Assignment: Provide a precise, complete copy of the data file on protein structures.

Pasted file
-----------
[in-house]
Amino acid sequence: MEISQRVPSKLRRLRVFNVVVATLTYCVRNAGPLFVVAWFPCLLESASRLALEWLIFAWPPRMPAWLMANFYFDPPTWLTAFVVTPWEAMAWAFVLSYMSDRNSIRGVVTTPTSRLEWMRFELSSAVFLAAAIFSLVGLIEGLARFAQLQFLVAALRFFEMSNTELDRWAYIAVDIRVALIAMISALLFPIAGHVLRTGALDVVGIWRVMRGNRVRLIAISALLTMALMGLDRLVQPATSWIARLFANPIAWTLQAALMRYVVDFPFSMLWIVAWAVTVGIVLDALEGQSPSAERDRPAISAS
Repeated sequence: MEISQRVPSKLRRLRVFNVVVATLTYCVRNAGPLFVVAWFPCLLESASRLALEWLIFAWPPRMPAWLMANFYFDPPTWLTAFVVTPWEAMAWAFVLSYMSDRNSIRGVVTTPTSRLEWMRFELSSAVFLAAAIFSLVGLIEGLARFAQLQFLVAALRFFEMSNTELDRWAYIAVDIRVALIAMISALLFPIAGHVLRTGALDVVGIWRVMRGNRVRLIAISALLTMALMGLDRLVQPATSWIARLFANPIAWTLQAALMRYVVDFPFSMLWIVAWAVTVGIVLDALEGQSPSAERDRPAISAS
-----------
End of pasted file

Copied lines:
[in-house]
Amino acid sequence: MEISQRVPSKLRRLRVFNVVVATLTYCVRNAGPLFVVAWFPCLLESASRLALEWLIFAWPPRMPAWLMANFYFDPPTWLTAFVVTPWEAMAWAFVLSYMSDRNSIRGVVTTPTSRLEWMRFELSSAVFLAAAIFSLVGLIEGLARFAQLQFLVAALRFFEMSNTELDRWAYIAVDIRVALIAMISALLFPIAGHVLRTGALDVVGIWRVMRGNRVRLIAISALLTMALMGLDRLVQPATSWIARLFANPIAWTLQAALMRYVVDFPFSMLWIVAWAVTVGIVLDALEGQSPSAERDRPAISAS
Repeated sequence: MEISQRVPSKLRRLRVFNVVVATLTYCVRNAGPLFVVAWFPCLLESASRLALEWLIFAWPPRMPAWLMANFYFDPPTWLTAFVVTPWEAMAWAFVLSYMSDRNSIRGVVTTPTSRLEWMRFELSSAVFLAAAIFSLVGLIEGLARFAQLQFLVAALRFFEMSNTELDRWAYIAVDIRVALIAMISALLFPIAGHVLRTGALDVVGIWRVMRGNRVRLIAISALLTMALMGLDRLVQPATSWIARLFANPIAWTLQAALMRYVVDFPFSMLWIVAWAVTVGIVLDALEGQSPSAERDRPAISAS